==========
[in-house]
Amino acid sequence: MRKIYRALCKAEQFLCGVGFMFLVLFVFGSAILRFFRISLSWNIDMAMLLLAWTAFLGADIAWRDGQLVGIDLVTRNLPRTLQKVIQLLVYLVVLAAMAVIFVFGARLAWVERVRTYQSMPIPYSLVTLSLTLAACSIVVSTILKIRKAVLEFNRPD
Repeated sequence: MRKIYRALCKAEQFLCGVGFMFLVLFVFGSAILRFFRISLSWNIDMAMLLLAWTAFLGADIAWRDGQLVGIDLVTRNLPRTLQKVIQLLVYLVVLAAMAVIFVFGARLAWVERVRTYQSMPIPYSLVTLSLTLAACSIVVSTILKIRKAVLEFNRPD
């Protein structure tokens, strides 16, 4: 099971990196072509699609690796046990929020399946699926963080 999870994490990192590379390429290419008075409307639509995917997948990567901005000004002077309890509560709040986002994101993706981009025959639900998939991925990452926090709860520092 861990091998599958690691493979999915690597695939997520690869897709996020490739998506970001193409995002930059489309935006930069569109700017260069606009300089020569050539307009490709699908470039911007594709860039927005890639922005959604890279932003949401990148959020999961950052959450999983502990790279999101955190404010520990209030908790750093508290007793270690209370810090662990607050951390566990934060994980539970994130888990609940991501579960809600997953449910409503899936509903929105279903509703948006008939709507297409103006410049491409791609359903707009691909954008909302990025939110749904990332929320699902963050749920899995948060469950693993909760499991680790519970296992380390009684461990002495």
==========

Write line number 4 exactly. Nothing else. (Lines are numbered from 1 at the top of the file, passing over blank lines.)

């Protein structure tokens, strides 16, 4: 099971990196072509699609690796046990929020399946699926963080 999870994490990192590379390429290419008075409307639509995917997948990567901005000004002077309890509560709040986002994101993706981009025959639900998939991925990452926090709860520092 861990091998599958690691493979999915690597695939997520690869897709996020490739998506970001193409995002930059489309935006930069569109700017260069606009300089020569050539307009490709699908470039911007594709860039927005890639922005959604890279932003949401990148959020999961950052959450999983502990790279999101955190404010520990209030908790750093508290007793270690209370810090662990607050951390566990934060994980539970994130888990609940991501579960809600997953449910409503899936509903929105279903509703948006008939709507297409103006410049491409791609359903707009691909954008909302990025939110749904990332929320699902963050749920899995948060469950693993909760499991680790519970296992380390009684461990002495």